Type Four (Artist): Introjection
Artists are unique individuals with a keen eye for beauty and out-of-the-box perception of the world. You’re in touch with your inner feelings. People often think of you as an authentic person because you’re able to express yourself without restraint.
This need for authenticity stems from your insecurity about being ordinary. So, you build your persona around separating yourself from the commoners. When you’re reminded of how normal you are, you use introjection to avoid it and maintain your uniqueness. Introjection is an unconscious process of adopting the ideas and attitude of others.
You feel shame when you feel like you haven’t lived up to your fantasy. To deal with that, you absorb everything that’s been going on around you as part of you. Other people’s opinions, circumstances – everything. You internalize this combination of voices into a self-rejecting voice. You feel like you have to give up your individuality to fit in. This further continues the cycle of self-imposed melancholia.
Type Five (Detective): Isolation
You’re very confident in your knowledge of the world. In whatever you pursue, you tend to do as much research as possible for your self-worth and self-esteem. This stems from your fear of not being enough to cope with the world. You think gaining enough knowledge will give you the tools to thrive in the physical world.
You deal with feeling like you’re not enough by isolating yourself. This happens when other people disprove something you thought you knew well. You might isolate yourself physically by moving away from other people. You might also isolate yourself mentally by withdrawing from your emotions.
Staying within the logical part of your head helps you because logic is easy to understand. This prevents you from connecting fully with yourself and other people. You lose touch with your emotions while distancing yourself from people who love you. As much as you like to be alone, you don’t want to feel lonely. And you don’t have to, as long as you put down your defenses.
Type Six (Strategist): Projection
You’re great at forging relationships and forming a network of trust and companionship. You’re great at maintaining relationships as well. People would often say that you’ll never betray them. And you agree with that given how much effort you put in to maintain this image of loyalty.
This image you cultivated isn’t a façade. Rather, it’s the way you deal with your anxieties and doubt. After all, if you build your own tribe, you don’t have to worry about them abandoning you. But, when it gets too much for you, you project these feelings onto other people.
You attribute negative feelings onto other people. You do all this to justify the internal fear and anxiety you have. Projection causes you to lose touch with reality because what you see might not be the truth. It would also stop you from reaching out or reaching within yourself to find the truth. In addition to that, people might start distancing themselves from you when you accuse them of your feelings. Eventually, you’ll start feeling alone because it seems as if everyone is against you. When in actual fact, you’re the one project your own feelings on other people.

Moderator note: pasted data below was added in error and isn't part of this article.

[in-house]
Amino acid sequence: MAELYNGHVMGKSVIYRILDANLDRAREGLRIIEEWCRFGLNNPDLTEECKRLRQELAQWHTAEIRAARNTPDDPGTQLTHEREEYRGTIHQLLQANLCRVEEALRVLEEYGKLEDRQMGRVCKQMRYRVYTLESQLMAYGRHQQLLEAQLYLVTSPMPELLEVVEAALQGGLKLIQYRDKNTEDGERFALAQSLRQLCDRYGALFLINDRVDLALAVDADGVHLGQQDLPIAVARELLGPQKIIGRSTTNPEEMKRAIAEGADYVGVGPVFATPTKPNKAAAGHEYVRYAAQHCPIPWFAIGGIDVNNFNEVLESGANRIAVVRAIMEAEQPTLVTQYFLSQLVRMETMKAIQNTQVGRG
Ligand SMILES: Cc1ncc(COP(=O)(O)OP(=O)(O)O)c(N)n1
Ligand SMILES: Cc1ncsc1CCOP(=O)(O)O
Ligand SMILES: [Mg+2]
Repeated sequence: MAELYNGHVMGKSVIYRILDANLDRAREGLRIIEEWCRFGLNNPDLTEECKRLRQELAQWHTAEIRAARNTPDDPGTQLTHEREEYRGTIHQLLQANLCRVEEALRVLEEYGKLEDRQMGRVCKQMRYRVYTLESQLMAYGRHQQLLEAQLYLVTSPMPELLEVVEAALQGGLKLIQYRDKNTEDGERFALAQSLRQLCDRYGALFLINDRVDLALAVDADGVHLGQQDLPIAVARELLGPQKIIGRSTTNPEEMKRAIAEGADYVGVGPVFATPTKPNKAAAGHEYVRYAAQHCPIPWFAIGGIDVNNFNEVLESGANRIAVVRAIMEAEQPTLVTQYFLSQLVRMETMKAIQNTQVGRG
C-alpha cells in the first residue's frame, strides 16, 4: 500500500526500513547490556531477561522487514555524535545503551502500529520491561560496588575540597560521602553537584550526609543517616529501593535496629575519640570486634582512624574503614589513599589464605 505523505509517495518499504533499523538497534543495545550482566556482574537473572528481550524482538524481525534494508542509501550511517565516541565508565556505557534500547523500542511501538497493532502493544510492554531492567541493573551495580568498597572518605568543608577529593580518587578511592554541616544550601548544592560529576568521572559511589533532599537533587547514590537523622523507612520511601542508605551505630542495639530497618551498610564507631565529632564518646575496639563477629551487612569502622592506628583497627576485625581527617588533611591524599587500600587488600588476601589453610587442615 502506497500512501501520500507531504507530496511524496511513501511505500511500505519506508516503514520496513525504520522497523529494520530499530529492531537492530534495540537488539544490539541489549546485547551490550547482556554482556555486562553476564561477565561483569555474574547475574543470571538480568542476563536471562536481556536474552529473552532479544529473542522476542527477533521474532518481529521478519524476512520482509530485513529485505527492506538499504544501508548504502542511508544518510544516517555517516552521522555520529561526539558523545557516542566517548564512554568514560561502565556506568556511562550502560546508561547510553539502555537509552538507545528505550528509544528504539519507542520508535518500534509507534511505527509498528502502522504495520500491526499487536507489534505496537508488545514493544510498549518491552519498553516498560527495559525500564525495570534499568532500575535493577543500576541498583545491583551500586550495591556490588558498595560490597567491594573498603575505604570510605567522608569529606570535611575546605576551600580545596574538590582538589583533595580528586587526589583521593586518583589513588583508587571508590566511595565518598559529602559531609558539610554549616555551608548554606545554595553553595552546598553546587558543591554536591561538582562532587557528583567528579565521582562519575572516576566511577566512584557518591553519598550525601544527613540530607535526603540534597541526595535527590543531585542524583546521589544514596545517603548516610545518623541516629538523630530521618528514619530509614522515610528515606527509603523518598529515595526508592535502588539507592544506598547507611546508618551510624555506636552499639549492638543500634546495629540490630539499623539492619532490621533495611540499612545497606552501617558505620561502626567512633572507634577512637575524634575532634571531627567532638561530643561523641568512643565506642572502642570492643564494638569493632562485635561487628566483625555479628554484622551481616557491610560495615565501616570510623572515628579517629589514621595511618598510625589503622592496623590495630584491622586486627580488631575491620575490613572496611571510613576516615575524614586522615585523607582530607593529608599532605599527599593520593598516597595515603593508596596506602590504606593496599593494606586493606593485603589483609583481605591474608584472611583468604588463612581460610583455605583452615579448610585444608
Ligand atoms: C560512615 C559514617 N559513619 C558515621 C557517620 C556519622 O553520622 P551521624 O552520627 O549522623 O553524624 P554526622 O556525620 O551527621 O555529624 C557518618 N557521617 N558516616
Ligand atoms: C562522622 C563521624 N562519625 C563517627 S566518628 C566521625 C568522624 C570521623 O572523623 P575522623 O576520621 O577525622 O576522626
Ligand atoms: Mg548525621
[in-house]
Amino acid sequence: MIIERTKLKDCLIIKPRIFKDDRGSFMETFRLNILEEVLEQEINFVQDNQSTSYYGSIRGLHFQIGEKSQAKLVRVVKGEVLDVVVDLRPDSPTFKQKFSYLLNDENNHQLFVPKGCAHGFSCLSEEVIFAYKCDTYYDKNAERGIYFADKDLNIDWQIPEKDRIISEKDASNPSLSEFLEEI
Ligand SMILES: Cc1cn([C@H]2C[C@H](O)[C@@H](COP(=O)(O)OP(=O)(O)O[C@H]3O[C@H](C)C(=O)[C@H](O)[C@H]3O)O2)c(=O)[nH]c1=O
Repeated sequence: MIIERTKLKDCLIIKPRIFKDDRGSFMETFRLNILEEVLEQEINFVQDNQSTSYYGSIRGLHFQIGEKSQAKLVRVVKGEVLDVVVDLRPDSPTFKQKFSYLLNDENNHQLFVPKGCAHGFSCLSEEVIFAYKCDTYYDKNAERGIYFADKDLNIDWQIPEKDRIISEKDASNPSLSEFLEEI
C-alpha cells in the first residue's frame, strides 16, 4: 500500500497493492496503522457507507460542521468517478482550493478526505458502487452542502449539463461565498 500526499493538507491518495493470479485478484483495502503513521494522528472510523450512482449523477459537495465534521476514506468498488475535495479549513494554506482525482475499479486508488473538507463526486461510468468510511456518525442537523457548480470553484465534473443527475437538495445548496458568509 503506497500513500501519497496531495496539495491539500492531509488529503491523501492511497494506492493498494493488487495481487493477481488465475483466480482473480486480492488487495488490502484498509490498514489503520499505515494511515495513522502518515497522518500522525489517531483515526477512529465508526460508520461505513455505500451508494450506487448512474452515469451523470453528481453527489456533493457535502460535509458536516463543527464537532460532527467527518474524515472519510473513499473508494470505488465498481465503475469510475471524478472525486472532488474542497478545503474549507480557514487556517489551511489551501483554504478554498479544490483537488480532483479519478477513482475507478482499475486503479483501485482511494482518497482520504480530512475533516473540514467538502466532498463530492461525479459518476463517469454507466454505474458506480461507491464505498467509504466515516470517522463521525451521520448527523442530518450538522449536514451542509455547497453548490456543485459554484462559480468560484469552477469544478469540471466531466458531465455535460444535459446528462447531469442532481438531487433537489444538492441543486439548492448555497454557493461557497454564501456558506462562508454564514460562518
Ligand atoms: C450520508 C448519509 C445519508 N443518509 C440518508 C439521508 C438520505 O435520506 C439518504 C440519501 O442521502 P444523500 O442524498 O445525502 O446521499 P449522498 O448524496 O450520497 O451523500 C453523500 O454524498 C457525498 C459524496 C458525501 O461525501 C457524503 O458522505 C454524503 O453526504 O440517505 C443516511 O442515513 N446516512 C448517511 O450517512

Type Seven (Explorer): Rationalization
Sevens are advocates of adventure. You love exploring and doing things on the go. Because of this, you’re an excellent and creative problem solver. You’re also great at thinking on your feet.
All your spontaneous adventures come out of your deep fear of missing out. So when you need to solve this problem, you talk to yourself. Rationalization is explaining away or justifying things in your head. You rationalize possible solutions so that you get to do what you want.
The problem with this is that you stay in your head. You don’t consider the hard facts or external circumstances. You can reframe everything with a positive spin. This causes you to distance yourself from painful feelings and thoughts. You might also hurt someone else as a result of your rationalization. Rationalizing too much traps you in a cycle of impulsivity, since you don’t have to think about anything else.
Type Eight (Fighter): Denial
Eights are the classic “macho-man/woman” stereotype. People would often describe you as strong and impactful, which is the way you want it. Because of this strong self-image, you equate vulnerability to weakness. So, you refuse to express any kind of vulnerable emotions to anyone.
So where does the vulnerability go? You use denial to deny its existence. You’re afraid of giving up vulnerability because you’re afraid of it being used against you. You’re afraid of looking weak to your peers.
So, you put away these feelings and redirect this energy towards controllable circumstances. And it works! Denying vulnerability exists helps you focus your energy towards better, more impactful endeavors. But this also causes you to unwittingly stunt your emotional growth. It serves as a barrier between you and other people since you need to be vulnerable to form connections. If you’re not aware of it, you might isolate yourself from connection and even love.
Type Nine (Diplomat): Self- narcotization
Your main goal in life is to maintain peace and harmony. You try to avoid conflict as much as possible since you don’t like confrontation. So, to stay comfortable, you “drug” yourself.
Anything can be narcotizing to a Nine. It could be food and drinks, entertainment, and even habitual thoughts or behaviors. As long as it induces you into a comfortable and simple routine for you to numb out and forget the troubles of the world. It prevents you from fully experiencing life since conflict is a necessary part of life. You can also forget yourself, where you forget your goal in life and go with the flow.